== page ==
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30.2. sudo Rules in Identity Management

Using sudo rules, you can define who can do what, where, and as whom.
  • Who are the users allowed to use sudo.
  • What are the commands that can be used with sudo.
  • Where are the target hosts on which the users are allowed to use sudo.
  • As whom is the system or other user identity which the users assume to perform tasks.

30.2.1. External Users and Hosts in sudo Rules

IdM accepts external entities in sudo rules. External entities are entities that are stored outside of the IdM domain, such as users or hosts that are not part of the IdM domain.
For example, you can use sudo rules to grant root access to a member of the IT group in IdM, where the root user is not a user defined in the IdM domain. Or, for another example, administrators can block access to certain hosts that are on a network but are not part of the IdM domain.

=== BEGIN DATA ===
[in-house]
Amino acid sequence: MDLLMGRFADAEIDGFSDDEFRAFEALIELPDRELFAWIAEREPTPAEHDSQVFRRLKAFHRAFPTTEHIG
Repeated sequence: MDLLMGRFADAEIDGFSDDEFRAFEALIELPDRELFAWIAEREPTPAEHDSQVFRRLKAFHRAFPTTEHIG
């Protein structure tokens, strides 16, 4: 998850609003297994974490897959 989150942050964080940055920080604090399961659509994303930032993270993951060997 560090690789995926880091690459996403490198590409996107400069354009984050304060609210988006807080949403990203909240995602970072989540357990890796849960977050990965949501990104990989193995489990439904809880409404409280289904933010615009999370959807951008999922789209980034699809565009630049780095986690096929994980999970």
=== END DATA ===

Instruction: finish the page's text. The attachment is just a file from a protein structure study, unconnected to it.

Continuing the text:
30.2.2. User Group Support for sudo Rules

You can use sudo to give access to whole user groups in IdM. IdM supports both Unix and non-POSIX groups. Note that creating non-POSIX groups can cause access problems because any users in a non-POSIX group inherit non-POSIX permissions from the group.

30.2.3. Support for sudoers Options

IdM supports sudoers options. For a complete list of the available sudoers options, see the sudoers(5) man page.
Note that IdM does not allow white spaces or line breaks in sudoers options. Therefore, instead of supplying multiple options in a comma-separated list, add them separately. For example, to add two sudoers options from the command line:
$ ipa sudorule-add-option sudo_rule_name
Sudo Option: first_option
$ ipa sudorule-add-option sudo_rule_name
Sudo Option: second_option
Similarly, make sure to supply long options on one line. For example, from the command line:
$ ipa sudorule-add-option sudo_rule_name